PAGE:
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A place to be laid to rest - Elizabeth Ohene writes

• The Osu Cemetery

My apologies to those who have heard me on the subject of Ghanaian funerals. It is a subject on which I have had a lot to say and indeed some friends and family have sought to impose a gag on me not to write or say anything publicly on it. 

I have been waging a doomed one- woman campaign against what I see as the Ghanaian obsession with funerals. I cannot come to terms with the amount of time we spend on funerals in general, and in particular, the amount of time we keep dead bodies in fridges before they are buried. I cannot understand why death always seems to bring so much tension within families. 

I am unable to understand why the definition of “family” seems to change when someone dies and a spouse suddenly loses all rights when a husband or wife dies. I will never understand why my head of family had the power to say my mother’s wish to be buried within two weeks could be ignored. I cannot understand why families can totally disregard the stated wishes of a dead person. 

I recall the scene when the family of a former Chief Justice came to inform the President of the Republic that the man had died. The head of family stated the Chief Justice had left written instructions he was to be buried within 10 days of his death and he did not want a state burial. The trip to inform the President came on more than 10 days after the death and need I add that he was given a state burial.

Traumatic experience 

It is difficult to stop me once I start on the subject of death and funerals in Ghana and I have tried and by and large have avoided the subject, but last Friday I had to go to Osu cemetery for the burial of a very dear friend. It turned out to be the most traumatic experience and that event, plus the announcement of the plans to organise the final funeral rites of Dr JB Danquah 50 years after his death, have brought me, some might say for the umpteenth time, to the subject of death and funerals in our country.


Fifty years ago today on February 4, 1965, the man who is credited with naming our country and who played a leading role in the struggle for independence from British colonialism, died in a prison cell at Nsawam Medium Security prison. This incident of Dr Danquah dying in prison was one of the traumas of my youth.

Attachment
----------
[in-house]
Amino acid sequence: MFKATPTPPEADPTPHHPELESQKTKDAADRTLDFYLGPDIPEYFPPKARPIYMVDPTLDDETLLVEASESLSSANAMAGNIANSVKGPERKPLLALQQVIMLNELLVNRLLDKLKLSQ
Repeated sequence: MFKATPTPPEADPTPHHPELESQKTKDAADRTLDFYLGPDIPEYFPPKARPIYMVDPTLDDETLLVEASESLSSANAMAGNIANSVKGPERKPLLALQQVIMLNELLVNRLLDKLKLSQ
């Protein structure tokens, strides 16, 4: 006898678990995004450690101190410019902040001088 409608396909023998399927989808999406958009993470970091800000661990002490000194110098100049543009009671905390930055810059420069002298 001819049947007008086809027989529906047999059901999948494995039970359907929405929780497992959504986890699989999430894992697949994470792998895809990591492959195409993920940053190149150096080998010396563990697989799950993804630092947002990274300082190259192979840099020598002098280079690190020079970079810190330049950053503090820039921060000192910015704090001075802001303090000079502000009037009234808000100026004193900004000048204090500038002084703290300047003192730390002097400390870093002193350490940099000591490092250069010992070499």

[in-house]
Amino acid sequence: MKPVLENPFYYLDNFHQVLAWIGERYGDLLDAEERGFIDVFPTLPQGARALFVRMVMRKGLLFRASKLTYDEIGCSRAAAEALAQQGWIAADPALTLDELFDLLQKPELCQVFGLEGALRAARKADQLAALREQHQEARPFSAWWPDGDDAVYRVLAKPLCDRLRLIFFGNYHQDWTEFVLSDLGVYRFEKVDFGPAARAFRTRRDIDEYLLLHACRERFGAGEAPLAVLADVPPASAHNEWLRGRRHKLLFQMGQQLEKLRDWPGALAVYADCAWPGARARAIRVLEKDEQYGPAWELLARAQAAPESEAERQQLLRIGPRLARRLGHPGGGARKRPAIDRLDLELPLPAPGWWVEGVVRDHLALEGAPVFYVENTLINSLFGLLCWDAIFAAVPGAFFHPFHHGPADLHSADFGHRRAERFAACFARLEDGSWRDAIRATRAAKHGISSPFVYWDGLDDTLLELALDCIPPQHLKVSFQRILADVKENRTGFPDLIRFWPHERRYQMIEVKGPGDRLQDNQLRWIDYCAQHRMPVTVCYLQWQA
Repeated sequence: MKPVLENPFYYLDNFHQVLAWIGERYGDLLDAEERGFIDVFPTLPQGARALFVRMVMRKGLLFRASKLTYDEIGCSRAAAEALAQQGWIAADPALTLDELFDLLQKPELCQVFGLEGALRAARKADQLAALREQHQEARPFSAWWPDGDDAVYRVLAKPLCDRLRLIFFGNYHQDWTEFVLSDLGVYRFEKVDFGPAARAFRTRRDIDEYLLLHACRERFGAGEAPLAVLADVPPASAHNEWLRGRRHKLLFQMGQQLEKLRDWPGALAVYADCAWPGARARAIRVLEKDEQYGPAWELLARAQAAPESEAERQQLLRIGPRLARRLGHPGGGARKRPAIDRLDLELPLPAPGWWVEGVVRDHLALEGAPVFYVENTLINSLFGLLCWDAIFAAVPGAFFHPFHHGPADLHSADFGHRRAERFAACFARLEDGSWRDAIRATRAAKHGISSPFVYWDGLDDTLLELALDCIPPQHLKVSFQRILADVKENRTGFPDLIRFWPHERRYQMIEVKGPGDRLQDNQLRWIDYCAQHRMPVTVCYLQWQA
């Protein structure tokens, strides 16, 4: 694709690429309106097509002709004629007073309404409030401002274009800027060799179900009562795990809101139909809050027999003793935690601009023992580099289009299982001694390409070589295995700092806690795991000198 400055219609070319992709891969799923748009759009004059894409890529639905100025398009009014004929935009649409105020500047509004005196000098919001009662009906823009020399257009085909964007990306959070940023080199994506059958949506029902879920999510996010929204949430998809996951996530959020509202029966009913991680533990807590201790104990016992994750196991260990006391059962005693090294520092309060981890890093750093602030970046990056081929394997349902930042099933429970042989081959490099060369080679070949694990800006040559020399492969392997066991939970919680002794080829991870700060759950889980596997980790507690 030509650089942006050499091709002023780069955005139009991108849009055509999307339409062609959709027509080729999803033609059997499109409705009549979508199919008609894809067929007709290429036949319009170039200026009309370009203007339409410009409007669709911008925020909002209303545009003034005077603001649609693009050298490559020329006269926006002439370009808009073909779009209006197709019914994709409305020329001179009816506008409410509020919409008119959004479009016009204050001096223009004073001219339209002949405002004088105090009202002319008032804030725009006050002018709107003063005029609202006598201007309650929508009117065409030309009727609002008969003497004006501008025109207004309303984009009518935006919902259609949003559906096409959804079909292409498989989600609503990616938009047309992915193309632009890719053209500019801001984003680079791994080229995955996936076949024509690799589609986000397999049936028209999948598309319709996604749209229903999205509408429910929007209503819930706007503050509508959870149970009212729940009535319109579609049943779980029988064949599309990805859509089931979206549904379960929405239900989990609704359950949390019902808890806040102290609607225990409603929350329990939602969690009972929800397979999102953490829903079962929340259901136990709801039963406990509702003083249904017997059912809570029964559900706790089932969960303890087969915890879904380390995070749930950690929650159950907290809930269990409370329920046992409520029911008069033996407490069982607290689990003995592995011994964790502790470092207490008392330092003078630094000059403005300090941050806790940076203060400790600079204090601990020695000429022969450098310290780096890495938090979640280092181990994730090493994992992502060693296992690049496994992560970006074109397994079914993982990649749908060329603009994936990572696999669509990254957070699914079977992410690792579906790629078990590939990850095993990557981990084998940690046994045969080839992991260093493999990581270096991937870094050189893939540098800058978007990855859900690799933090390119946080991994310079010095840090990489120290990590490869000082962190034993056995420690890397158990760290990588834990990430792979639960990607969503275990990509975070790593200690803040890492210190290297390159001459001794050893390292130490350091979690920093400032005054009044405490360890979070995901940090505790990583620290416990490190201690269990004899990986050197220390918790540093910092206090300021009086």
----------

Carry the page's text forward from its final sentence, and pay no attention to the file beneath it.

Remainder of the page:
My father and four other friends of his who were teachers in Mawuli School in Ho in the Volta Region had been thrown out of the school at the end of 1958 and told they couldn’t work or live in the Volta Region. They were said not to be supporters of the ruling Convention People’s Party (CPP). My father ended up in Abuakwa State College, Kyebi with his family, none of whom spoke or understood a word of Twi. We lived there for six years and it was during this period that my father and I briefly met Dr Danquah in his home in Kyebi. 

When he died in prison I was heartbroken and when I heard that the authorities had decreed that he had to be buried that same day without any of the usual rites accorded to dead people, I was scandalised. 

This is probably the place to state that I used to be a great admirer of Ghanaian funerals. When I lived outside Ghana, there was nothing I recalled with more nostalgia than funerals. 

Above all, I loved the cemeteries or at least what I thought I remembered of cemeteries in Ghana. In my village and in other towns and villages in the country, cemeteries were sited just outside the town and were peaceful, well-laid out places. The entire congregation used to follow the coffin and walk to the cemetery for the burial. Each grave had a frangipani tree at the head which provided the shade that made the cemeteries such cool and attractive places.

No peace , no beauty

Now cemeteries are far from town and you need a bus for the few people who would make it to the cemetery. And cemeteries are no longer the beautiful and peaceful places of my youth. 

The best example of what cemeteries are like in Ghana these days is the Osu cemetery. It is a truly horrible place and should not and cannot be a resting place for anybody. If anybody had any doubts about population explosion in Ghana, simply make a journey to Osu cemetery. 

Cemeteries are now overcrowded and feel like the crowded streets and slums of the towns and cities. Higgledy-piggledy is the word that comes to mind in trying to describe cemeteries now in our country. The Osu cemetery looks like a place of perpetual rioting, and it is difficult to imagine that anybody could be laid to rest there. 

I am looking forward to the city authorities and the population in general coming to the conclusion that the Osu cemetery is not a fit place to bury anybody. We might even agree to knock down all the higgledy-piggledy gravestones and have a smooth green lawn with uniform small headstones just as in the military cemetery next door. Then we would have a fitting resting place for those buried in Osu cemetery. 

I believe the long term solution is for us to adopt cremation; we wouldn’t need as much space, we would save the wood for coffins and cemeteries will again look like resting places. 

And 50 years after he died, an appropriate resting place is to be found for JB Danquah, the Doyen of Ghana politics. He is going to be reburied and he will be accorded final funeral rites just like every other Ghanaian.  I am certainly glad that he is not going to be buried in Osu cemetery or in the newish fancy cemetery where the space for a grave costs GH¢ 18,000.00 and is leased for 18 years. After 50 years of being buried according to rules imposed by a government, it is good to know JB Danquah is going to be laid to rest properly. I shall be at that funeral.

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